Shame of the Dodgers: Dodgertown is anywhere but Vero Beach
Embarrassing. Really, it’s completely shameful.
One of those things so completely stupid that you shake your head several times simply trying to get it to compute. Not that it will happen.
Tuesday the Dodgers will welcome the faithful to Dodger Stadium for their home opener.
Notice to Frank McCourt and his organization: That’s Dodger Stadium, not Dodgertown.
See, Dodgertown is an actual place. It has been for over 60 years. It’s in Vero Beach, Fla. The most famous and historic spring training site in the world.
It is not some misbegotten marketing campaign, some ethereal concept no one who doesn’t draw a paycheck from McCourt claims to understand.
Right now the franchise splashes the name "Dodgertown" around everything.
We want people to feel like Dodgertown is wherever they are," said Dodgers spokesman Josh Rawitch.
That’s wherever they are … unless they’re actually in Dodgertown.
See, if that goofy marketing campaign wasn’t bad enough, the really stupid part is the Dodgers won’t allow Dodgertown to call itself Dodgertown.
The complex, which the team sold to Indian River County a decade ago, is now leased to Minor League Baseball, which wants to continue to call it Dodgertown. At least in some fashion.
"We’re currently in negotiations with them to keep the name Dodgertown," Rawitch said.
And have been for over a year. That’s a negotiation that should have taken as long as it takes to say, "Where do I sign?"
It’s a no-brainer. McCourt can spiel on and on about wanting to honor the Dodgers’ past, but he can’t bring himself to let Dodgertown call itself Dodgertown.
What could they possibly be waiting for? Minor League Baseball grew so frustrated waiting, it finally gave it another name just so it could market the complex for use by various sports teams.
Last St. Patrick’s Day, always a special time in Dodgertown, it announced the complex would now be called the Vero Beach Sports Village.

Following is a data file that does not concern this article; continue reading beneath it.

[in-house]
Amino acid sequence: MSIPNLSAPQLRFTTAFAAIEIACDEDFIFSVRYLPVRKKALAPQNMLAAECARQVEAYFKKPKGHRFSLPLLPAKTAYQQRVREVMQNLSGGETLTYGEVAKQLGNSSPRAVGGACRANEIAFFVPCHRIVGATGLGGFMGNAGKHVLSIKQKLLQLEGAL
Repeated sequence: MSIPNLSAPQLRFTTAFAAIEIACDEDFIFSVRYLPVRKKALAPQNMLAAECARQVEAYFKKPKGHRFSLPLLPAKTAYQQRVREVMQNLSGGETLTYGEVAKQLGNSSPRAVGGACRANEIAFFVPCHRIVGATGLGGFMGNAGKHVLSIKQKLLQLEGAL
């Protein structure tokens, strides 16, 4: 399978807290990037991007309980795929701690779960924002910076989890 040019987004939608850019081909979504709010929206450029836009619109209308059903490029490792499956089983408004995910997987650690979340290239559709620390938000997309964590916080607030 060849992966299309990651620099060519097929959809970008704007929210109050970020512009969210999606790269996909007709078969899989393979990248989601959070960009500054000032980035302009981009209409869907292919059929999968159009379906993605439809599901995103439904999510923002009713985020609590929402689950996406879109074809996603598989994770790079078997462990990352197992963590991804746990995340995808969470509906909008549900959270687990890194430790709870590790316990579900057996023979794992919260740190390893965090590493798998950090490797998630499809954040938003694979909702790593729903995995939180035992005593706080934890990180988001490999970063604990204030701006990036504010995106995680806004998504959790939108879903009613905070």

Wrote the Vero Beach Press Journal: "It sounds like a subdivision for active seniors — maybe a little tennis, golf, bocce, softball, golf, shuffleboard, badminton?"
They are now negotiating with the Dodgers to call the complex: Vero Beach Sports Village at Dodgertown. So catchy.
Craig Callan is the director of the complex, essentially the same position he held for the Dodgers for 30 years until helping them open Camelback Ranch and briefly retiring.
"Is Minor League Baseball frustrated? Yes," Callan said. "We very much want to continue the Dodgers’ legacy and brand in Vero Beach."
The complex is almost a small town within Vero Beach. The former naval air station has rooms, a dining hall, office space, a bar, a golf course, lakes and six fields.
Nearby is Dodgertown Elementary School. On Highway 60 the state directional sign points to Dodgertown. The streets are still named Sandy Koufax Lane and Vin Scully Way.
"Everything is still the same," Callan said. "It’s clean. It looks identical. It’s still Dodgertown."
Alas, except in name. Get this, the only place I can find that can still call it Dodgertown is the Dodgers media guide. It devotes two pages to Dodgertown, that place that doesn’t exist.
Rawitch said the negotiation is more involved that most realize.
"It involves using logos and MLB marks, and there’s a process that goes with it," he said.
Meanwhile, the franchise continues with its Dodgertown marketing campaign, which is actually -- I think -- a subdivision of its "This Is My Town" campaign, a campaign created to battle Arte Moreno and his Angels’ inroads into Los Angeles.
One bad marketing campaign should be enough. Nobody made the Dodgers leave Vero Beach, a community that was wed to the team for over half a century. They left Dodgertown, they can’t take it with them. When you divorce, you don’t get a new spouse and the old one too.
(By the way, if Dodgertown is supposed to be anywhere in the world a Dodgers fan is, why does the marketing campaign read: Dodgertown, USA?)
Rawitch said no disrespect was intended toward Dodgertown by usurping its name for a marketing campaign.
"We don’t feel like it’s any slight to Vero Beach, Fla.," he said. "Anybody who has been there, knows what a special place that was. I think most people now having been to Camelback understand our reasons for leaving there.
"That was Dodgertown to generations of people who went there for years and years, but since we are no longer in Vero Beach . . . the next generation has to have an idea of what Dodgertown is as well."
And good luck to that generation figuring it out.
The marketing campaign should be dumped, but at the very least, Dodgertown should be allowed to call itself what it’s been since 1948. And erase the organizational disgrace.